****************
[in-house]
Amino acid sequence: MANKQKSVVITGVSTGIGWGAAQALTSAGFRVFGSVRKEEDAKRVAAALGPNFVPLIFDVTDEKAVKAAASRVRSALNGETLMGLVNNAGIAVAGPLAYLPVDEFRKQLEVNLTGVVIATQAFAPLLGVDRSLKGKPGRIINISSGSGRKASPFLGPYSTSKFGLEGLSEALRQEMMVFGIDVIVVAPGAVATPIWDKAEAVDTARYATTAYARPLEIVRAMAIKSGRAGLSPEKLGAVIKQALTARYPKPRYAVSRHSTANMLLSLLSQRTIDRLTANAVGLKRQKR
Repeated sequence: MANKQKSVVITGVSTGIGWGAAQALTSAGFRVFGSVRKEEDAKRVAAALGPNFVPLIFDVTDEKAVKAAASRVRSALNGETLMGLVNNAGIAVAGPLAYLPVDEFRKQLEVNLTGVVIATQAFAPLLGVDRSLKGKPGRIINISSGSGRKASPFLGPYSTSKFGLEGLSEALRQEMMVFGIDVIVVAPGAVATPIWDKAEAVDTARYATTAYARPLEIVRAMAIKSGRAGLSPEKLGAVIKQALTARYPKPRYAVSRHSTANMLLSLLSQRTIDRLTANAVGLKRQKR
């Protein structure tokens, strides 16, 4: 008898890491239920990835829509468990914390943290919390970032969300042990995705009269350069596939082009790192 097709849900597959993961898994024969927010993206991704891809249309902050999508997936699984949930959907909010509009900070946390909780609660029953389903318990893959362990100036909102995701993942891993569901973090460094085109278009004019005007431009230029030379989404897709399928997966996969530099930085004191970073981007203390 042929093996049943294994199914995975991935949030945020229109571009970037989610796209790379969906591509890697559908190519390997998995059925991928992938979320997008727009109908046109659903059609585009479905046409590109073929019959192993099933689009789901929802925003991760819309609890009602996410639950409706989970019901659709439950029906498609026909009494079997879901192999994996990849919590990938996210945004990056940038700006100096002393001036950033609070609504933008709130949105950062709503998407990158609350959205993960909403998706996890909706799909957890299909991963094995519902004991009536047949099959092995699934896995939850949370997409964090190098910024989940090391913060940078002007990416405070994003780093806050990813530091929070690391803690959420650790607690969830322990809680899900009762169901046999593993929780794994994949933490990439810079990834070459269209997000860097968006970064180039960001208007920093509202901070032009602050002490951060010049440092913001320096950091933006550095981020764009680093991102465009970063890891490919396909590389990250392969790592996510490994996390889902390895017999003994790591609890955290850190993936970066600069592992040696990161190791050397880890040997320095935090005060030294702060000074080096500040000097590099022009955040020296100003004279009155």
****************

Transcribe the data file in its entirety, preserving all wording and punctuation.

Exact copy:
[in-house]
Amino acid sequence: MANKQKSVVITGVSTGIGWGAAQALTSAGFRVFGSVRKEEDAKRVAAALGPNFVPLIFDVTDEKAVKAAASRVRSALNGETLMGLVNNAGIAVAGPLAYLPVDEFRKQLEVNLTGVVIATQAFAPLLGVDRSLKGKPGRIINISSGSGRKASPFLGPYSTSKFGLEGLSEALRQEMMVFGIDVIVVAPGAVATPIWDKAEAVDTARYATTAYARPLEIVRAMAIKSGRAGLSPEKLGAVIKQALTARYPKPRYAVSRHSTANMLLSLLSQRTIDRLTANAVGLKRQKR
Repeated sequence: MANKQKSVVITGVSTGIGWGAAQALTSAGFRVFGSVRKEEDAKRVAAALGPNFVPLIFDVTDEKAVKAAASRVRSALNGETLMGLVNNAGIAVAGPLAYLPVDEFRKQLEVNLTGVVIATQAFAPLLGVDRSLKGKPGRIINISSGSGRKASPFLGPYSTSKFGLEGLSEALRQEMMVFGIDVIVVAPGAVATPIWDKAEAVDTARYATTAYARPLEIVRAMAIKSGRAGLSPEKLGAVIKQALTARYPKPRYAVSRHSTANMLLSLLSQRTIDRLTANAVGLKRQKR
């Protein structure tokens, strides 16, 4: 008898890491239920990835829509468990914390943290919390970032969300042990995705009269350069596939082009790192 097709849900597959993961898994024969927010993206991704891809249309902050999508997936699984949930959907909010509009900070946390909780609660029953389903318990893959362990100036909102995701993942891993569901973090460094085109278009004019005007431009230029030379989404897709399928997966996969530099930085004191970073981007203390 042929093996049943294994199914995975991935949030945020229109571009970037989610796209790379969906591509890697559908190519390997998995059925991928992938979320997008727009109908046109659903059609585009479905046409590109073929019959192993099933689009789901929802925003991760819309609890009602996410639950409706989970019901659709439950029906498609026909009494079997879901192999994996990849919590990938996210945004990056940038700006100096002393001036950033609070609504933008709130949105950062709503998407990158609350959205993960909403998706996890909706799909957890299909991963094995519902004991009536047949099959092995699934896995939850949370997409964090190098910024989940090391913060940078002007990416405070994003780093806050990813530091929070690391803690959420650790607690969830322990809680899900009762169901046999593993929780794994994949933490990439810079990834070459269209997000860097968006970064180039960001208007920093509202901070032009602050002490951060010049440092913001320096950091933006550095981020764009680093991102465009970063890891490919396909590389990250392969790592996510490994996390889902390895017999003994790591609890955290850190993936970066600069592992040696990161190791050397880890040997320095935090005060030294702060000074080096500040000097590099022009955040020296100003004279009155």